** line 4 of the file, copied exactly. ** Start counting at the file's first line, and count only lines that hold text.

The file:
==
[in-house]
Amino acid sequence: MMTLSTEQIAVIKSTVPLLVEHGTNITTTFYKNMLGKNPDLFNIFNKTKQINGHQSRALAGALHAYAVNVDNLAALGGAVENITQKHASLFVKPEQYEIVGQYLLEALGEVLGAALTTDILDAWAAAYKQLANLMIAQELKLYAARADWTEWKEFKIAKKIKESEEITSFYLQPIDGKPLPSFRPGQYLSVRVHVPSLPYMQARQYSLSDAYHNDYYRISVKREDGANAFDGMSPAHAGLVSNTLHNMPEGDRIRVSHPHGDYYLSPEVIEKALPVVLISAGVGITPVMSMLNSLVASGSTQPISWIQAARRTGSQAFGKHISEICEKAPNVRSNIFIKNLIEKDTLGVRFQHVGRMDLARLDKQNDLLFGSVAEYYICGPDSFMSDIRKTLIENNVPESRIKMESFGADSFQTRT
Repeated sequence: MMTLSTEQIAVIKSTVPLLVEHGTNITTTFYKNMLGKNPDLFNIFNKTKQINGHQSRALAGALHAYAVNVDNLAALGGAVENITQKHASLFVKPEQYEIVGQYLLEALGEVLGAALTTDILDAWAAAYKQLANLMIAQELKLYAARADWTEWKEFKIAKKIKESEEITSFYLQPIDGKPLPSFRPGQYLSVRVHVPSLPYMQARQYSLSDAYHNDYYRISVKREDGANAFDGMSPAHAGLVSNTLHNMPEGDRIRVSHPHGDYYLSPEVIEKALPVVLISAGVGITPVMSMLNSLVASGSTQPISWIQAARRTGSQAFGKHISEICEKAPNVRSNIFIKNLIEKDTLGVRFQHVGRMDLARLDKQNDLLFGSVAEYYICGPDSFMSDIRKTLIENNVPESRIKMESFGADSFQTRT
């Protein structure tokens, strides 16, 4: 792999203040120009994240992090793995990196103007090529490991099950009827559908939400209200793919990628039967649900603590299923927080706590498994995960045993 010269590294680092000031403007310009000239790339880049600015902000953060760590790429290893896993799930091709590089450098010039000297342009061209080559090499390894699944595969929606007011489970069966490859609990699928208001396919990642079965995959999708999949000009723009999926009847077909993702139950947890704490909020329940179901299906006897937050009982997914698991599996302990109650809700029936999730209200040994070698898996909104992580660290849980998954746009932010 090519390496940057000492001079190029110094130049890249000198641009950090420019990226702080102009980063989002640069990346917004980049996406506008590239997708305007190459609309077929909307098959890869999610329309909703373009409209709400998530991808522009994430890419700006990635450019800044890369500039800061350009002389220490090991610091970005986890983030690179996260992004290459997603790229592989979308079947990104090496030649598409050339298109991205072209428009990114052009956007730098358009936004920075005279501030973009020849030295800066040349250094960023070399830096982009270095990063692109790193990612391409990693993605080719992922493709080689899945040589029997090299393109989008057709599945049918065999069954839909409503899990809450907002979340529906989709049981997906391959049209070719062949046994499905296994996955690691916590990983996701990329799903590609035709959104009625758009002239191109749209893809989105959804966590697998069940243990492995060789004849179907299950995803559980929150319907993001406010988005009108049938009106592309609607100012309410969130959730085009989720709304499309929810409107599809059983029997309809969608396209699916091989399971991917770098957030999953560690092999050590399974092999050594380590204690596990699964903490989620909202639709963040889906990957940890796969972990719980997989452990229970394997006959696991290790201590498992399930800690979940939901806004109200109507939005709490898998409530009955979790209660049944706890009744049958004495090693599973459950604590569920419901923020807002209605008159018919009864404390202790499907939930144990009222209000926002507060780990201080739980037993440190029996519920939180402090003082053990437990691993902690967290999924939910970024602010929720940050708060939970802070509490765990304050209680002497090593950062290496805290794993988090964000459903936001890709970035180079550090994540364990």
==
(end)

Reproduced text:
């Protein structure tokens, strides 16, 4: 792999203040120009994240992090793995990196103007090529490991099950009827559908939400209200793919990628039967649900603590299923927080706590498994995960045993 010269590294680092000031403007310009000239790339880049600015902000953060760590790429290893896993799930091709590089450098010039000297342009061209080559090499390894699944595969929606007011489970069966490859609990699928208001396919990642079965995959999708999949000009723009999926009847077909993702139950947890704490909020329940179901299906006897937050009982997914698991599996302990109650809700029936999730209200040994070698898996909104992580660290849980998954746009932010 090519390496940057000492001079190029110094130049890249000198641009950090420019990226702080102009980063989002640069990346917004980049996406506008590239997708305007190459609309077929909307098959890869999610329309909703373009409209709400998530991808522009994430890419700006990635450019800044890369500039800061350009002389220490090991610091970005986890983030690179996260992004290459997603790229592989979308079947990104090496030649598409050339298109991205072209428009990114052009956007730098358009936004920075005279501030973009020849030295800066040349250094960023070399830096982009270095990063692109790193990612391409990693993605080719992922493709080689899945040589029997090299393109989008057709599945049918065999069954839909409503899990809450907002979340529906989709049981997906391959049209070719062949046994499905296994996955690691916590990983996701990329799903590609035709959104009625758009002239191109749209893809989105959804966590697998069940243990492995060789004849179907299950995803559980929150319907993001406010988005009108049938009106592309609607100012309410969130959730085009989720709304499309929810409107599809059983029997309809969608396209699916091989399971991917770098957030999953560690092999050590399974092999050594380590204690596990699964903490989620909202639709963040889906990957940890796969972990719980997989452990229970394997006959696991290790201590498992399930800690979940939901806004109200109507939005709490898998409530009955979790209660049944706890009744049958004495090693599973459950604590569920419901923020807002209605008159018919009864404390202790499907939930144990009222209000926002507060780990201080739980037993440190029996519920939180402090003082053990437990691993902690967290999924939910970024602010929720940050708060939970802070509490765990304050209680002497090593950062290496805290794993988090964000459903936001890709970035180079550090994540364990």